An Arctic Indigenous organizer says that when it comes to the geoengineering project Ice 911, local community members have little to no knowledge of the experiments taking place on their lands. Community members say they have not consented, and have concerns about the experiment’s impacts on a local ecology already reeling from the impacts of multiple extraction projects on delicate ecosystems.
The Ice 911 project is an attempt to experiment with the preservation of Arctic sea ice by covering it with a layer of reflective silica “microbubbles”. The project’s leader, Leslie Field, suggests that this technique could be used on a massive scale to slow the melting of Arctic Ice, preventing sea level rise. At that scale, the project would be spreading tonnes of glass bubbles in the arctic ocean, and could change global weather patterns in unpredictable ways. (For more information, read our briefing on Ice 911.)
Adrienne Titus is an Inupiaq community organizer with Native Movement in Fairbanks, where she advocates for social and environmental justice and supports the practice of traditional knowledge. She is originally from Unalakleet on the Norton Sound, and supports the work of many Arctic communities, including Utqiagvik (sometimes called Barrow), where the Ice 911 project is conducting its research.
For northern communities, climate change is a daily, dangerous reality. “There’s erosion on the coast and the permafrost is melting,” said Titus. “We just had somebody about a hundred miles north of Unalakleet fall through the ice a couple of days ago – that’s unheard of for this time of year… there were two hunters that were killed in Barrow bringing back their whales.”
Rather than a solution to rapid climate change, Titus says that geoengineering experiments like Ice 911 are just another risk factor for communities in the Arctic. In a fragile ecology, many things could go wrong with the introduction of millions of tiny glass “microspheres.” The Ice 911 project’s website states: “In 2017, we deployed our material solution on 17,500 square meters (over three football fields) of ice, and in 2018, we deployed 15,000 square meters of material with successful results.” It is not clear what “success” means for Ice911, but it doesn’t seem to include environmental impacts.
Titus questions the impact on the food web. “What happens when this stuff gets in the water, and what effect will it have on the krill and all the other microorganisms that are in the top surface of the ocean? Then the fish that eat them, and all of the other sea mammals and animals that rely on this ecosystem, this area, this water?”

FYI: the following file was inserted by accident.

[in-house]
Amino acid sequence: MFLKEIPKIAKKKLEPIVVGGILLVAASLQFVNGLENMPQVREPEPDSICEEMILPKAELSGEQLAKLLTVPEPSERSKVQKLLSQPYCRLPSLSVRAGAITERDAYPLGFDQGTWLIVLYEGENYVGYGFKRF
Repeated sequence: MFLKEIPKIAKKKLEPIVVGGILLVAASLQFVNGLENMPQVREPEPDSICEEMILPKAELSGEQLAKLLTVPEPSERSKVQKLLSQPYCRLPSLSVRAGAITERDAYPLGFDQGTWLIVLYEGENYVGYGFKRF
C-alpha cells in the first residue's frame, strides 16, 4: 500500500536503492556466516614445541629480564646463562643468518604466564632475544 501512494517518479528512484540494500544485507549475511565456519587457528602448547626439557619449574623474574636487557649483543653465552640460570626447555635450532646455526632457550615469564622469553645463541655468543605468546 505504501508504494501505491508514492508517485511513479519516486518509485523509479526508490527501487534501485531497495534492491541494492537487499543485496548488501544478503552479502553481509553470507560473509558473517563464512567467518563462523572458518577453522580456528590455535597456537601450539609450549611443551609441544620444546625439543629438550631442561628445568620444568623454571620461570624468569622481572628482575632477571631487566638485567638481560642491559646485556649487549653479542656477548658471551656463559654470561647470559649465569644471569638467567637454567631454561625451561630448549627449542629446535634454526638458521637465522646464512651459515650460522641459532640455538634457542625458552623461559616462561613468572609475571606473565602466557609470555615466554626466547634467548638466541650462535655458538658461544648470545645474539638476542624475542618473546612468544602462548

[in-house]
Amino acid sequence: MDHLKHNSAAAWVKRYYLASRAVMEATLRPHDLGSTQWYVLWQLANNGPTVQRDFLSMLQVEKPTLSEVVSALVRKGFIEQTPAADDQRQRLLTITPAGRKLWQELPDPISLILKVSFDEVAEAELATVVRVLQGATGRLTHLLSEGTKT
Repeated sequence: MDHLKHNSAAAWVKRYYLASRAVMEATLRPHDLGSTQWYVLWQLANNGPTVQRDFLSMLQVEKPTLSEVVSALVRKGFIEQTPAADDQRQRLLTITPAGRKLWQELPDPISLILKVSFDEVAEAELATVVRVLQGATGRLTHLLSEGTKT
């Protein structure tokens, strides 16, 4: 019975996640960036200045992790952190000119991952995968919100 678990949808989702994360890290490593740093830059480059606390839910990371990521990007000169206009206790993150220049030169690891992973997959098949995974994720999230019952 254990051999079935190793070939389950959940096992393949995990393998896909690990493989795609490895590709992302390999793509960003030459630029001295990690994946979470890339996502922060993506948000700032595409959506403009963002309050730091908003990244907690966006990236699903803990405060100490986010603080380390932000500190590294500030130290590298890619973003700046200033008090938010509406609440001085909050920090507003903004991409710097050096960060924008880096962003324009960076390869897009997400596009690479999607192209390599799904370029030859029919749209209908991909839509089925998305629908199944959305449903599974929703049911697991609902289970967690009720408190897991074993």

“How safe is it for the migrating birds that are coming in and all of the rest of the connected parts of the world that rely on this ecosystem?”
Spreading silica glass bubbles over a vast area of snow and ice could have negative effects on plants and animals that have adapted to surfaces of snow and ice. It could directly affect humans as well. “You look at silica dust, and the number one warning is silicosis, which can cause death,” said Titus .
A big part of the problem is a lack of information and consultation. “My understanding is that [Ice 911 project leader Leslie Field] has got a permit from either the city or the native corporation… But I don’t think there’s been consent or knowledge beyond those offices.” Titus encountered many community members who were shocked to hear about the experiment, and who had not been consulted.
“There definitely hasn’t been permission and consent among the people with an understanding of what could occur.”
“That’s concerning to me because a lot of people rely on that land – what if there are irreparable effects?”
The difficulties of staying informed are significant in an area that has long faced a barrage of extraction projects: oil and gas wells, explosions in gravel pits, and other forms of mining. An Obama-era profusion in offshore oil extraction in the Arctic Ocean has been compounded by Trump-fueled forays of seismic “thumper trucks” into the Arctic National Wildlife Refuge.
“There’s already so much development, and it’s so easy to distract people from what’s happening.”
“These are sacred sites, these are places that we’ve traveled, our ancestors have travelled through time immemorial and it’s not fair to the people that live there, [it disrupts] that sacred relationship.”
Titus believes that Field and the Ice 911 team may have good intentions, but suggests there are some major ethical blind spots in their approach. “They’re giving talks about melting ice impacting the fires in California, presenting in Rome, Zurich, Chile, Washington DC, all over in places other than Alaska – I don’t see any kind of consent from the people that are there in that community.”
“Of course that’s what every scientist aims for, to have that one experiment that puts them in the history books, but I think she’s going about doing it the wrong way. It’s affecting a whole generation of people, because what happens if this is a failed science experiment?”
“It’s another attack on other people there – maybe with good intentions but it’s not in a good way.”
Titus urges people looking to make a difference for the climate to “oppose these false solutions, look at the big picture and continue to work towards divestment and work towards clean energy solutions.”
“Really look at the big picture and stop trying to profit from these things, because it’s only hurting us, all of us.”
“What happens in the Arctic affects the whole world – we’ve seen that first hand.”
The Indigenous Environmental Network, of which Titus’ organization is a member, is a founder of the Hands Off Mother Earth (HOME) manifesto, which has been signed by 185 organizations around the world in opposition to geongineering and related open-air experiments.
Interview conducted by Dru Jay for geoengineeringmonitor.org.